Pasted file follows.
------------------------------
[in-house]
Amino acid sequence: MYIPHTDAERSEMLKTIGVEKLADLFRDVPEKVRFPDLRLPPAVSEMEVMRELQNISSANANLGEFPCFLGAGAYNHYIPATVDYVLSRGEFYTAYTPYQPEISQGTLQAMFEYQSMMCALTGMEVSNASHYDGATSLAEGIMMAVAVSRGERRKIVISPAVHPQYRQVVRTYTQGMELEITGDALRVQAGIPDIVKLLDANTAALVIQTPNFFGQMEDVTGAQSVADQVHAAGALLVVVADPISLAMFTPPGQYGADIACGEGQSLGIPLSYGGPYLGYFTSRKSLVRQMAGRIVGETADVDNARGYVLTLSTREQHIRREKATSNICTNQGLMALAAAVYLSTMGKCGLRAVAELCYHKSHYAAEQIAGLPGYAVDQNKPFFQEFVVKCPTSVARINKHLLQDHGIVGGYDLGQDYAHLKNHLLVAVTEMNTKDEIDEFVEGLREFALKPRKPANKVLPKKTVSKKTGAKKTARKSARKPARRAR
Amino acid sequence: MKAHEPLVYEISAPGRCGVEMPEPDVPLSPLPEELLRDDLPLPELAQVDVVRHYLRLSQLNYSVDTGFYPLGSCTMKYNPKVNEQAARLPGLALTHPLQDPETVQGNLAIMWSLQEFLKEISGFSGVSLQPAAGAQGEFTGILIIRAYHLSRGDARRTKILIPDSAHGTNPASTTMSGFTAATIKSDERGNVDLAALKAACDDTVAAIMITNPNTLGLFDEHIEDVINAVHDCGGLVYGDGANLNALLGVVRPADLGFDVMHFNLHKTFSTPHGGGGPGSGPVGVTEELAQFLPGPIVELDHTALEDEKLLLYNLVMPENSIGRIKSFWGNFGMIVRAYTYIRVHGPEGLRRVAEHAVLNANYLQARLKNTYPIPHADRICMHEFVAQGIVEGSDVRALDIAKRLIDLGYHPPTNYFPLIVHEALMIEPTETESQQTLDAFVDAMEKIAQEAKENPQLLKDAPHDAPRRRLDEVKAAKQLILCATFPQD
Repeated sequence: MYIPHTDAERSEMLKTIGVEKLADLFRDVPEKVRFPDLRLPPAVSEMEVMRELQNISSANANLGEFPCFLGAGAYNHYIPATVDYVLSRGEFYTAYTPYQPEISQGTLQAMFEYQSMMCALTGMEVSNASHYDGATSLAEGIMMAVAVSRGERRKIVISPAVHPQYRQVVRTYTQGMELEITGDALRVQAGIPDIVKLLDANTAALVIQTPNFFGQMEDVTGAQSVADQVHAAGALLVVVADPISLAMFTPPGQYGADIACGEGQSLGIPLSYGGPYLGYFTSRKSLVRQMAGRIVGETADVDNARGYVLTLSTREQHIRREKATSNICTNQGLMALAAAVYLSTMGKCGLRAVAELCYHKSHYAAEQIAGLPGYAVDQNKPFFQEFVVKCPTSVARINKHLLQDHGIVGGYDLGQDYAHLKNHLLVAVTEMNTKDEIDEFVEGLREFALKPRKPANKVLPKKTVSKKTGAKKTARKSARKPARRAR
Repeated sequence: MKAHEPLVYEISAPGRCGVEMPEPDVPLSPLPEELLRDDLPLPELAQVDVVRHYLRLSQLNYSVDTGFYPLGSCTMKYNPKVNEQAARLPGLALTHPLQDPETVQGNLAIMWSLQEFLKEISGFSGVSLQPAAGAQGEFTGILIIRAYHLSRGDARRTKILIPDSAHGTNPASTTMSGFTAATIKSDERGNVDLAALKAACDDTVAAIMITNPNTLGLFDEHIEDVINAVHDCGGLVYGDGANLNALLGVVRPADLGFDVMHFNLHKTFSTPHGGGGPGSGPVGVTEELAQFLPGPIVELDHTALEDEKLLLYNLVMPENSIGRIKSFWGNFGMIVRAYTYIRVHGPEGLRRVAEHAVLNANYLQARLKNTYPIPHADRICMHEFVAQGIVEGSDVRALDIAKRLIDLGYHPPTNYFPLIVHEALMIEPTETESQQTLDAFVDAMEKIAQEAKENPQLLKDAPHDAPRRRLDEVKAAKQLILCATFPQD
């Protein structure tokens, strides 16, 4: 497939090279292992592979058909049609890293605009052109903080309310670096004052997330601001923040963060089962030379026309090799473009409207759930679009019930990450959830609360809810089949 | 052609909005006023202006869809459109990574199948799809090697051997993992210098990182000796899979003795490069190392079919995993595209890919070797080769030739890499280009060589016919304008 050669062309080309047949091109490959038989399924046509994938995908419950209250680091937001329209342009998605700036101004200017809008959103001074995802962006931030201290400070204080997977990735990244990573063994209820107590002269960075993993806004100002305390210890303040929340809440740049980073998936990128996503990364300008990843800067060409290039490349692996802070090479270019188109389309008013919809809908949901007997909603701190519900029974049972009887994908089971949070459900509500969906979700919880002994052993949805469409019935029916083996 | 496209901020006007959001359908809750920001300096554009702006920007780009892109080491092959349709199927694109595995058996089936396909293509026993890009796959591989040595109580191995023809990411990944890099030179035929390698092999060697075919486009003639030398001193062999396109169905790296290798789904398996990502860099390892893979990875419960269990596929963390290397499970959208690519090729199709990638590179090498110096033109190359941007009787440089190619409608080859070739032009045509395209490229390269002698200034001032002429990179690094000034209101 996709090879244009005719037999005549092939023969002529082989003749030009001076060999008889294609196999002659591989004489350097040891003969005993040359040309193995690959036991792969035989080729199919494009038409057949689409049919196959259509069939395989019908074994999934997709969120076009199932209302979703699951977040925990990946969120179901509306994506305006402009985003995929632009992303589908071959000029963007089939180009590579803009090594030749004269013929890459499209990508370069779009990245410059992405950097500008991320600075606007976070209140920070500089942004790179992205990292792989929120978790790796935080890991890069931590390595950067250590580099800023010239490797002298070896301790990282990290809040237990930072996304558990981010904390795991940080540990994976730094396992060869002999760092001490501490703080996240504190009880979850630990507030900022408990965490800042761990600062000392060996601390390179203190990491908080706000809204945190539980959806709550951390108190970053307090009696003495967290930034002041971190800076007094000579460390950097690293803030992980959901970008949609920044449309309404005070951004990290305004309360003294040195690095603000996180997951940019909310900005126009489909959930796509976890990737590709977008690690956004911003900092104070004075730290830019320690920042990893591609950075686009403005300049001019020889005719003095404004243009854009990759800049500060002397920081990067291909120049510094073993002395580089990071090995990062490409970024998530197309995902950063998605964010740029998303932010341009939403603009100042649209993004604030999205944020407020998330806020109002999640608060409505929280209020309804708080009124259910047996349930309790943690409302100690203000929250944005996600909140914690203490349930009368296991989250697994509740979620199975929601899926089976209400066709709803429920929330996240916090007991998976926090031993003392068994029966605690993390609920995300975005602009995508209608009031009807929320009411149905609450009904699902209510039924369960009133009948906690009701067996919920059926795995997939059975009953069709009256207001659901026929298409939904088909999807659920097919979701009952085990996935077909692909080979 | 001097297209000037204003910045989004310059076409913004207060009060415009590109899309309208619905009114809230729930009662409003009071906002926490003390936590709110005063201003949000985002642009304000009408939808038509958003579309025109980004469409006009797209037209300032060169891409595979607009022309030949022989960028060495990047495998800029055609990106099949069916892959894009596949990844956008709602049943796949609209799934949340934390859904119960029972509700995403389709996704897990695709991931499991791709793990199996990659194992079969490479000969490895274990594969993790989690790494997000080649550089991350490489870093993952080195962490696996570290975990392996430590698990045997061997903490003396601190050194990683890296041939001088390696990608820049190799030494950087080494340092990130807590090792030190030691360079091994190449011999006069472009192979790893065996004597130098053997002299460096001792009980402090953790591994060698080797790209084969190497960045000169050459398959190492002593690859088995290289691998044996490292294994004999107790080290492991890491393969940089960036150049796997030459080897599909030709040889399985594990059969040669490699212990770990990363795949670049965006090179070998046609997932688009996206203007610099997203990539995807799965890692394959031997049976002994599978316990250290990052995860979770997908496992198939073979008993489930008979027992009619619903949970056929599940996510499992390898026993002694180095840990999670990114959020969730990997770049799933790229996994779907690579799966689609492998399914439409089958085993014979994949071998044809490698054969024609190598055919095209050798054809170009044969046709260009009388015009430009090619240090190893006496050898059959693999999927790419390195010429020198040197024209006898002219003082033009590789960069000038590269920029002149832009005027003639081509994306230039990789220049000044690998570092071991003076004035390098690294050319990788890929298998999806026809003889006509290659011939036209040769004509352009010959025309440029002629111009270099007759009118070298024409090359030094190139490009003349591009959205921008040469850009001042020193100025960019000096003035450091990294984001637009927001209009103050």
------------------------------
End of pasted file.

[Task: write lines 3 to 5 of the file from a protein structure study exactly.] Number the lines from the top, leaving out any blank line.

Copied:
Amino acid sequence: MKAHEPLVYEISAPGRCGVEMPEPDVPLSPLPEELLRDDLPLPELAQVDVVRHYLRLSQLNYSVDTGFYPLGSCTMKYNPKVNEQAARLPGLALTHPLQDPETVQGNLAIMWSLQEFLKEISGFSGVSLQPAAGAQGEFTGILIIRAYHLSRGDARRTKILIPDSAHGTNPASTTMSGFTAATIKSDERGNVDLAALKAACDDTVAAIMITNPNTLGLFDEHIEDVINAVHDCGGLVYGDGANLNALLGVVRPADLGFDVMHFNLHKTFSTPHGGGGPGSGPVGVTEELAQFLPGPIVELDHTALEDEKLLLYNLVMPENSIGRIKSFWGNFGMIVRAYTYIRVHGPEGLRRVAEHAVLNANYLQARLKNTYPIPHADRICMHEFVAQGIVEGSDVRALDIAKRLIDLGYHPPTNYFPLIVHEALMIEPTETESQQTLDAFVDAMEKIAQEAKENPQLLKDAPHDAPRRRLDEVKAAKQLILCATFPQD
Repeated sequence: MYIPHTDAERSEMLKTIGVEKLADLFRDVPEKVRFPDLRLPPAVSEMEVMRELQNISSANANLGEFPCFLGAGAYNHYIPATVDYVLSRGEFYTAYTPYQPEISQGTLQAMFEYQSMMCALTGMEVSNASHYDGATSLAEGIMMAVAVSRGERRKIVISPAVHPQYRQVVRTYTQGMELEITGDALRVQAGIPDIVKLLDANTAALVIQTPNFFGQMEDVTGAQSVADQVHAAGALLVVVADPISLAMFTPPGQYGADIACGEGQSLGIPLSYGGPYLGYFTSRKSLVRQMAGRIVGETADVDNARGYVLTLSTREQHIRREKATSNICTNQGLMALAAAVYLSTMGKCGLRAVAELCYHKSHYAAEQIAGLPGYAVDQNKPFFQEFVVKCPTSVARINKHLLQDHGIVGGYDLGQDYAHLKNHLLVAVTEMNTKDEIDEFVEGLREFALKPRKPANKVLPKKTVSKKTGAKKTARKSARKPARRAR
Repeated sequence: MKAHEPLVYEISAPGRCGVEMPEPDVPLSPLPEELLRDDLPLPELAQVDVVRHYLRLSQLNYSVDTGFYPLGSCTMKYNPKVNEQAARLPGLALTHPLQDPETVQGNLAIMWSLQEFLKEISGFSGVSLQPAAGAQGEFTGILIIRAYHLSRGDARRTKILIPDSAHGTNPASTTMSGFTAATIKSDERGNVDLAALKAACDDTVAAIMITNPNTLGLFDEHIEDVINAVHDCGGLVYGDGANLNALLGVVRPADLGFDVMHFNLHKTFSTPHGGGGPGSGPVGVTEELAQFLPGPIVELDHTALEDEKLLLYNLVMPENSIGRIKSFWGNFGMIVRAYTYIRVHGPEGLRRVAEHAVLNANYLQARLKNTYPIPHADRICMHEFVAQGIVEGSDVRALDIAKRLIDLGYHPPTNYFPLIVHEALMIEPTETESQQTLDAFVDAMEKIAQEAKENPQLLKDAPHDAPRRRLDEVKAAKQLILCATFPQD